In conclusion, we carried out the large cohort study on the present fatigue status in healthy Japanese adolescents. The finding that there was not any significant gender difference in both physical and mental fatigue scores should be paid attention considering the female dominance in previous reports from Western countries. This might be partly explained by the inherent cultural background in Asian countries. However, generalization of our data directly to other Asian counties should be cautious. In spite of the limitations, we still believe that our findings will be useful for understanding the similarities and differences of fatigue among healthy adolescents in different developed countries. A further followup study to investigate whether chronic or severe fatigue in adolescents is connected with CFS or CFS-like illness in later life is necessary.

Appendix

Please score elements from 0 to 3 in boxes as the average for the past one month. (0: not at all, 1: a few times per month, 2: a few times per week, and 3: almost every day).

  1. Physical Fatigue-Related Elements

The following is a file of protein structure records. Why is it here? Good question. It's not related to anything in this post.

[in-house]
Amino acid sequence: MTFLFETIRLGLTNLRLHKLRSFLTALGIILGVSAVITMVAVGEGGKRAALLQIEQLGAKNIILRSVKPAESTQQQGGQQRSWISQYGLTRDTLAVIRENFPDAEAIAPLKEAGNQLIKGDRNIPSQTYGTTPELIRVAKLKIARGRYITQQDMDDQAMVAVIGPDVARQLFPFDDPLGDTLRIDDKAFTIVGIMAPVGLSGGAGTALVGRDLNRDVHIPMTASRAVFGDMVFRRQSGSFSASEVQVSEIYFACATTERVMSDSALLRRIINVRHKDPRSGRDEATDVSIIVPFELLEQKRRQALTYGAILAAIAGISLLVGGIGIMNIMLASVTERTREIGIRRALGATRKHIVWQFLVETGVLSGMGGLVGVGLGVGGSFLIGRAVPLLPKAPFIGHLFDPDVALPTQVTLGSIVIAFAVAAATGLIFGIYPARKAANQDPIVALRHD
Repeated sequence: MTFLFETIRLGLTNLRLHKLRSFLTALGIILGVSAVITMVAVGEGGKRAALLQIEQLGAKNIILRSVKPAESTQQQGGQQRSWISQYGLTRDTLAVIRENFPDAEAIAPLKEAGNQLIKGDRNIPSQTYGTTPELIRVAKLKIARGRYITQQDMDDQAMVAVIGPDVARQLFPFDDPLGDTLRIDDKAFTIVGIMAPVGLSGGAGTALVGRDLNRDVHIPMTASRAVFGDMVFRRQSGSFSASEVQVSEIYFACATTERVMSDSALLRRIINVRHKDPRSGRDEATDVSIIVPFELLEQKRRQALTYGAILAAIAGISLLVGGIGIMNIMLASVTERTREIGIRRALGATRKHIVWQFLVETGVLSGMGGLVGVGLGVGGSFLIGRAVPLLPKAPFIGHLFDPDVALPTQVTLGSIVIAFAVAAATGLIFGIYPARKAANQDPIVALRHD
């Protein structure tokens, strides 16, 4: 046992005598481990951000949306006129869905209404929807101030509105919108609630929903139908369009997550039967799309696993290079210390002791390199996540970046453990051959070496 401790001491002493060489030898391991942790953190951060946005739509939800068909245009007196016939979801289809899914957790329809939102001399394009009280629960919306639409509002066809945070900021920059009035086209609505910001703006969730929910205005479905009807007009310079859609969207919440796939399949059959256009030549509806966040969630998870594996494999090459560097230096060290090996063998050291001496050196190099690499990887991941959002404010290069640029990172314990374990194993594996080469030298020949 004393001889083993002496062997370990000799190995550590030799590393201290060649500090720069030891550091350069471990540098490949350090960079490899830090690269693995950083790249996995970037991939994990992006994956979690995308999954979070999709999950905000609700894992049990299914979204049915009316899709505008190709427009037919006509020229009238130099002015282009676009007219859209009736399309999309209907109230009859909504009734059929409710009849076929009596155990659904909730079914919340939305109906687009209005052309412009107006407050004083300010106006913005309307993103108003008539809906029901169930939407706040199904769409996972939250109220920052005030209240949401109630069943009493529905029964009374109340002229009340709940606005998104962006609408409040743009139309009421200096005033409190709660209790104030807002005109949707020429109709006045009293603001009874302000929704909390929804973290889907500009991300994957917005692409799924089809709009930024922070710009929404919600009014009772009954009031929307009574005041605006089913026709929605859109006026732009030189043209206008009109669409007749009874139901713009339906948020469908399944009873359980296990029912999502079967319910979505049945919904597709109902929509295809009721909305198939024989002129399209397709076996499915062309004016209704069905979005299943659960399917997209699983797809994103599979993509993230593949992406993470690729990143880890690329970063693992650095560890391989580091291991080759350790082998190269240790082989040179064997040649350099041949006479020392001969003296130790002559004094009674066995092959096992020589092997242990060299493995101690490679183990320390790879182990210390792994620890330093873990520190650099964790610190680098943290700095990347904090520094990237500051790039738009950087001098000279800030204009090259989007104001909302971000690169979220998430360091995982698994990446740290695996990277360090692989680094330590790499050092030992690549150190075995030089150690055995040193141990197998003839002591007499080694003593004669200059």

1. ( ) How often do you feel tired?
    2. ( ) How often do you feel to take more rest?
    3. ( ) How often do you feel forceless?
    4. ( ) How often do you feel that you are in a physically bad condition?
  2. Mental Fatigue-Related Elements
    1. ( ) How often do you feel you are making careless mistakes?
    2. ( ) How often do you feel a lack energy to do something?
    3. ( ) How often do you feel depressed?
    4. ( ) How often do you feel irritated?
  3. CFS-Related Elements
    1. ( ) How often do you experience a feverish feeling?
    2. ( ) How often do you experience unrefreshing sleep?
    3. ( ) How often do you experience headaches?
    4. ( ) How often do you experience muscle pain (not right after sports)?
    5. ( ) How often do you experience joint pain (not right after sports)?
    6. ( ) How often do you experience sore throat?
    7. ( ) How often do you experience difficulty of concentration?